Filling the Space With Filler Strips

If you're concerned about the open space on either side of your dishwasher, plastic filler strips are your best friend. These plastic strips are readily available at your local home improvement store and designed to prevent damage to both your unit and other kitchen accessories.

To fill the space between your dishwasher and cabinets, cut the plastic filler strips so that they're the same dimensions as your gaps. You can paint the strips before placing them over the gap, thereby creating the illusion of cohesion between your cabinets and dishwasher. Once the paint has dried, carefully attach the filler strip to your gap with brackets or Gorilla Glue.

Turning to Two by Fours

If you'd rather not use filler strips, you can always fill the space between your dishwasher and the rest of your kitchen's accessories with spare wood. You'll want to try and find wood that is both water-resistance treated and well-suited to the gaps between your appliances.

Filling this space with leftover wood that isn't treated can result in splinters later down the line. Once you have the right kind of wood to fit next to your dishwasher, though, you can secure your pieces with wood glue and paint the sides facing the rest of your kitchen. When it comes time to run your dishwasher, the wood will hold your unit in place and prevent damage to cabinets, countertop, and dishes.

Should the Dishwasher be Installed Before Countertops?

Your countertop is the final piece that brings your kitchen together. That said, you'll need certain appliances in place if you intend to make your countertop installation as simple as possible.

It's in your best interest to install your dishwasher before placing your countertops. You can do this for two reasons.

For starters, you'll need to ensure that your dishwasher isn't taller than the rest of your cabinets. If you've invested in cabinetry that's too short or too tall, you risk destabilizing your countertop with a wrong-height dishwasher.

You can fill the gaps between your dishwasher and cabinet, of course. That said, it may be cheaper and safer for you to find alternative cabinets instead.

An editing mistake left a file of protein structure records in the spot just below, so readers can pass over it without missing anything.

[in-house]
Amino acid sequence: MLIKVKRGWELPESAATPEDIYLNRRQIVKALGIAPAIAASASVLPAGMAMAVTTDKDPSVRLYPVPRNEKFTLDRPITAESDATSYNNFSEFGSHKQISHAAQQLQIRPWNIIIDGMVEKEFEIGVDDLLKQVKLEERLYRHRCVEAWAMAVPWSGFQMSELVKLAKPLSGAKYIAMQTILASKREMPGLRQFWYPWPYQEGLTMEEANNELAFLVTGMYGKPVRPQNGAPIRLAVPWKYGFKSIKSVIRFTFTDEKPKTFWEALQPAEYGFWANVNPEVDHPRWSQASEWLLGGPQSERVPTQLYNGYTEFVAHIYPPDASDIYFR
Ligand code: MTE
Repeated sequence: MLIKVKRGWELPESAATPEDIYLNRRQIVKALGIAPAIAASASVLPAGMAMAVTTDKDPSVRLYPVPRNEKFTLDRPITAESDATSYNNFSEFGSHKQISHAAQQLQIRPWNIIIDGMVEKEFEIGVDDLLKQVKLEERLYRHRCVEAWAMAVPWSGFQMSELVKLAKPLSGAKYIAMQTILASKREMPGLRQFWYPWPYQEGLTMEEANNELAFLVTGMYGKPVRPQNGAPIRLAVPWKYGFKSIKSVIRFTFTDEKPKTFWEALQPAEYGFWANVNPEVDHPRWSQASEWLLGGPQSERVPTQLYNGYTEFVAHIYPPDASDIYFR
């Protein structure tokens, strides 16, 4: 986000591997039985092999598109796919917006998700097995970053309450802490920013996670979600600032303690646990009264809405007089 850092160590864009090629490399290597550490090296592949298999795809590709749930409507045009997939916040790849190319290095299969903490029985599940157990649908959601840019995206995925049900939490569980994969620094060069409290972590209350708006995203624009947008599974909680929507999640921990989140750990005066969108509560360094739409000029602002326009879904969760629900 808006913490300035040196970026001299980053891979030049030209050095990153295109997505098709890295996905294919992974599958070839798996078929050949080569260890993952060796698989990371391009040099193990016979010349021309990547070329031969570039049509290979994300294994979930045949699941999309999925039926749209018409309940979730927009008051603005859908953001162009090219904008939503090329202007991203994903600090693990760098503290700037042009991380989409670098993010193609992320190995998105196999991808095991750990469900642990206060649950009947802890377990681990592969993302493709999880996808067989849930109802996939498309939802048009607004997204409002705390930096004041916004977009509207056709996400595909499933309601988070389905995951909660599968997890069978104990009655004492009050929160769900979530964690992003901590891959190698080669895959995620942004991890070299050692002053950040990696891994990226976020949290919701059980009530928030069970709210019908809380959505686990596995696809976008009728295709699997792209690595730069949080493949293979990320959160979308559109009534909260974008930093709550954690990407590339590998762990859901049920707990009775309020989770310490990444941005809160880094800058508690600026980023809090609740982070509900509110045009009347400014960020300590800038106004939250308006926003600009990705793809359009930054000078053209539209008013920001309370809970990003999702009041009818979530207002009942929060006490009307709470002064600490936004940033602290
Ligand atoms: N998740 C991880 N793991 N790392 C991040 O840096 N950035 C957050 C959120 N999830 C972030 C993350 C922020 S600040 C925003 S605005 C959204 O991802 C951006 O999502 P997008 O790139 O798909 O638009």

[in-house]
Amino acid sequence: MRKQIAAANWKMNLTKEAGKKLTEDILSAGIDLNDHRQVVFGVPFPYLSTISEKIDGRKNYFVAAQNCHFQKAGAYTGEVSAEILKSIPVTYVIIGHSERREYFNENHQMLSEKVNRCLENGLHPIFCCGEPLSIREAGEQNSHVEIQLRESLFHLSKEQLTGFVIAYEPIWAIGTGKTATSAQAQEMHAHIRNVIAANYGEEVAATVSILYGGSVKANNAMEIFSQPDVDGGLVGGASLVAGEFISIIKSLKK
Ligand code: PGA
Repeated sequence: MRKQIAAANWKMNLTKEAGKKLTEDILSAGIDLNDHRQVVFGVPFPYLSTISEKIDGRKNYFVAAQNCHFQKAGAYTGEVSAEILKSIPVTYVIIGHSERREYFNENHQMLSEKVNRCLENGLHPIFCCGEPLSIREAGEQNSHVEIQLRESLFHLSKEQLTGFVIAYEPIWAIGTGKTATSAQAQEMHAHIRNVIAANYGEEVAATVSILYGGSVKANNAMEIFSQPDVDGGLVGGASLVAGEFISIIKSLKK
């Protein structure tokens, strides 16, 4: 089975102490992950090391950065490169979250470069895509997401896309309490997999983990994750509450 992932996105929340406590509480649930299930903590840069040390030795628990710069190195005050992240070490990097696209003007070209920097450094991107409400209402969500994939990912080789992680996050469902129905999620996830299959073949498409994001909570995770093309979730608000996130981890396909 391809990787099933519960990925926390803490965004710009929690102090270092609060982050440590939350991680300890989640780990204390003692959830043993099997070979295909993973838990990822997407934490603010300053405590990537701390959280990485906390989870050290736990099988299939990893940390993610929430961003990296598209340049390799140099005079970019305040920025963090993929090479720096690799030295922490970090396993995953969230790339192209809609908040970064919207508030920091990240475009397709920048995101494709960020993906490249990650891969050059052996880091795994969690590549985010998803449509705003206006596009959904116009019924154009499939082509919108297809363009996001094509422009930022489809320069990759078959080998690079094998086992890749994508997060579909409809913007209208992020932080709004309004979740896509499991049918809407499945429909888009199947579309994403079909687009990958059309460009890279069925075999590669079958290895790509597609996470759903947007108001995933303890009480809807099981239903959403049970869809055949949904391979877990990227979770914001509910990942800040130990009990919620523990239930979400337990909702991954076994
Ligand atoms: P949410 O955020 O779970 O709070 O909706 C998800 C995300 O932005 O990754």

Similarly, your dishwasher requires some unique work prior to its proper use. When you first install your dishwasher, you'll need to attach it to the dishwasher bracket behind your cabinets. This is much harder to do, if not impossible when your cabinet is already in place.

Is There Such a Thing as a Portable Dishwasher?

There is such a thing as a portable dishwasher. These units are smaller than the average stationary model and are meant for both travel and residential living.

Models come equipped with wheels but still tend to cap out at 24 inches in height. You'll still need to connect your model to your home plumbing, but you're also free to take the unit with you when you move or remodel.

You can find portable dishwashers like this one on Amazon.

Can a Dishwasher Go Under the Sink?

Newly washed kitchen utensils

If your kitchen is tight on space, you can tuck your dishwasher underneath the sink. Some dishwasher manufacturers, including General Electric, create dishwasher models with a kitchen's compressed space in mind.

Note that when you choose to use your kitchen's space this way, you're going to have to make a few sacrifices. To begin, you'll likely have to substitute your double-barrel sink for a single-barrel unit. While you can use your dishwasher to clear away the bulk of your dirty dishes, the lack of a second barrel can leave some home cooks feeling bereft.

Under-the-sink dishwashers also tend to be smaller than their freestanding cousins. You'll be able to put your dishwasher to regular use, of course. Be prepared to do the dishes in smaller loads than you may be used to, though.

That said, under-the-sink dishwashers are ideal additions in kitchens that benefit from dish-doing automation on a smaller scale. If you've been looking for a unit to integrate into your kitchen's tight spaces, look no further than a sink and dishwasher combo.

You can find under-the-sink dishwashers like this one on Amazon.

Preparing Your Dishwasher For Long-Term Use

Your kitchen has the potential to become your sanctuary. If you want your kitchen to be as effective as possible, though, you need to keep the space accessible. With that in mind, you can work with area professionals to ensure that your dishwasher is flush with your countertop and cabinets during the installation process. Not only does this decision keep your kitchen looking sharp, but it also retains the space's maneuverability and overall look.

That said, don't be afraid to experiment with your kitchen styling. You can experiment with a portable dishwasher or even gap fixes to both style your space and encourage dishwasher-to-kitchen cohesion.